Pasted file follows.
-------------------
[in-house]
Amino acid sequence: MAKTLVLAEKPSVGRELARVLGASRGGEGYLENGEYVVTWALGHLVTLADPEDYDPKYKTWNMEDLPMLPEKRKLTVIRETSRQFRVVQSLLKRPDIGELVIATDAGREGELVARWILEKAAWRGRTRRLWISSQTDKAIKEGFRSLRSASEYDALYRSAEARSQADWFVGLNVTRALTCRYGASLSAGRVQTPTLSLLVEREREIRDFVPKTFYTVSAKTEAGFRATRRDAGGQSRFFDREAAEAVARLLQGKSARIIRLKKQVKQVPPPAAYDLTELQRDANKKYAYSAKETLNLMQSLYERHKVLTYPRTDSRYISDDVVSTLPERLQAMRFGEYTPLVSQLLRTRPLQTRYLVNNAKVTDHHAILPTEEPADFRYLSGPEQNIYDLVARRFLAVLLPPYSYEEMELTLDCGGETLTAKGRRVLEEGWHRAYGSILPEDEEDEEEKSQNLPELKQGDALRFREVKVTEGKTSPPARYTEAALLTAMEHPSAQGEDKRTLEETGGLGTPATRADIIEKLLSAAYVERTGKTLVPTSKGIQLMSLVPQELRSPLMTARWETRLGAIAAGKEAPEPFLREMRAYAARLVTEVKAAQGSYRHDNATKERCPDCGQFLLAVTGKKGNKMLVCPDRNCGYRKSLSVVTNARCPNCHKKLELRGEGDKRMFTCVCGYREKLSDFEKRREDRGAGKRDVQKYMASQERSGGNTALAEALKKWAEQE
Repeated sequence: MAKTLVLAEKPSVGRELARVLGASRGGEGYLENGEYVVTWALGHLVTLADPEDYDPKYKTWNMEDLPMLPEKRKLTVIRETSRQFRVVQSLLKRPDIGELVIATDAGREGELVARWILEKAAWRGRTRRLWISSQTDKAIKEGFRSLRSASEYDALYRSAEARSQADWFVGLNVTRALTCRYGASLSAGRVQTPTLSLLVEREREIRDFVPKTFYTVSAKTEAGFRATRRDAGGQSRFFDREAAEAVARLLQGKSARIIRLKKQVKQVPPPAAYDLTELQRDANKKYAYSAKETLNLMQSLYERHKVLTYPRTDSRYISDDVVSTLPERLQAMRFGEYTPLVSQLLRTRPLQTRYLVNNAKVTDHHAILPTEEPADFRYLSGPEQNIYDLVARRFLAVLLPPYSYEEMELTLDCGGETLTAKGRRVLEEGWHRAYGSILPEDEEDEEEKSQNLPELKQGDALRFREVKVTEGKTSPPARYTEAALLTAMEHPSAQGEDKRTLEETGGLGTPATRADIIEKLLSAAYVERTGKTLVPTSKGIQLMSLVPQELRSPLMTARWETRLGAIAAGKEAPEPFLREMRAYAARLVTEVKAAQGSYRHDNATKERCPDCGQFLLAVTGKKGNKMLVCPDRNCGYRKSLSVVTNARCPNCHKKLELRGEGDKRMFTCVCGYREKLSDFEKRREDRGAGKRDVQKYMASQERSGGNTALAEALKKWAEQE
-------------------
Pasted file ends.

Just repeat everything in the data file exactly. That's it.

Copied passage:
[in-house]
Amino acid sequence: MAKTLVLAEKPSVGRELARVLGASRGGEGYLENGEYVVTWALGHLVTLADPEDYDPKYKTWNMEDLPMLPEKRKLTVIRETSRQFRVVQSLLKRPDIGELVIATDAGREGELVARWILEKAAWRGRTRRLWISSQTDKAIKEGFRSLRSASEYDALYRSAEARSQADWFVGLNVTRALTCRYGASLSAGRVQTPTLSLLVEREREIRDFVPKTFYTVSAKTEAGFRATRRDAGGQSRFFDREAAEAVARLLQGKSARIIRLKKQVKQVPPPAAYDLTELQRDANKKYAYSAKETLNLMQSLYERHKVLTYPRTDSRYISDDVVSTLPERLQAMRFGEYTPLVSQLLRTRPLQTRYLVNNAKVTDHHAILPTEEPADFRYLSGPEQNIYDLVARRFLAVLLPPYSYEEMELTLDCGGETLTAKGRRVLEEGWHRAYGSILPEDEEDEEEKSQNLPELKQGDALRFREVKVTEGKTSPPARYTEAALLTAMEHPSAQGEDKRTLEETGGLGTPATRADIIEKLLSAAYVERTGKTLVPTSKGIQLMSLVPQELRSPLMTARWETRLGAIAAGKEAPEPFLREMRAYAARLVTEVKAAQGSYRHDNATKERCPDCGQFLLAVTGKKGNKMLVCPDRNCGYRKSLSVVTNARCPNCHKKLELRGEGDKRMFTCVCGYREKLSDFEKRREDRGAGKRDVQKYMASQERSGGNTALAEALKKWAEQE
Repeated sequence: MAKTLVLAEKPSVGRELARVLGASRGGEGYLENGEYVVTWALGHLVTLADPEDYDPKYKTWNMEDLPMLPEKRKLTVIRETSRQFRVVQSLLKRPDIGELVIATDAGREGELVARWILEKAAWRGRTRRLWISSQTDKAIKEGFRSLRSASEYDALYRSAEARSQADWFVGLNVTRALTCRYGASLSAGRVQTPTLSLLVEREREIRDFVPKTFYTVSAKTEAGFRATRRDAGGQSRFFDREAAEAVARLLQGKSARIIRLKKQVKQVPPPAAYDLTELQRDANKKYAYSAKETLNLMQSLYERHKVLTYPRTDSRYISDDVVSTLPERLQAMRFGEYTPLVSQLLRTRPLQTRYLVNNAKVTDHHAILPTEEPADFRYLSGPEQNIYDLVARRFLAVLLPPYSYEEMELTLDCGGETLTAKGRRVLEEGWHRAYGSILPEDEEDEEEKSQNLPELKQGDALRFREVKVTEGKTSPPARYTEAALLTAMEHPSAQGEDKRTLEETGGLGTPATRADIIEKLLSAAYVERTGKTLVPTSKGIQLMSLVPQELRSPLMTARWETRLGAIAAGKEAPEPFLREMRAYAARLVTEVKAAQGSYRHDNATKERCPDCGQFLLAVTGKKGNKMLVCPDRNCGYRKSLSVVTNARCPNCHKKLELRGEGDKRMFTCVCGYREKLSDFEKRREDRGAGKRDVQKYMASQERSGGNTALAEALKKWAEQE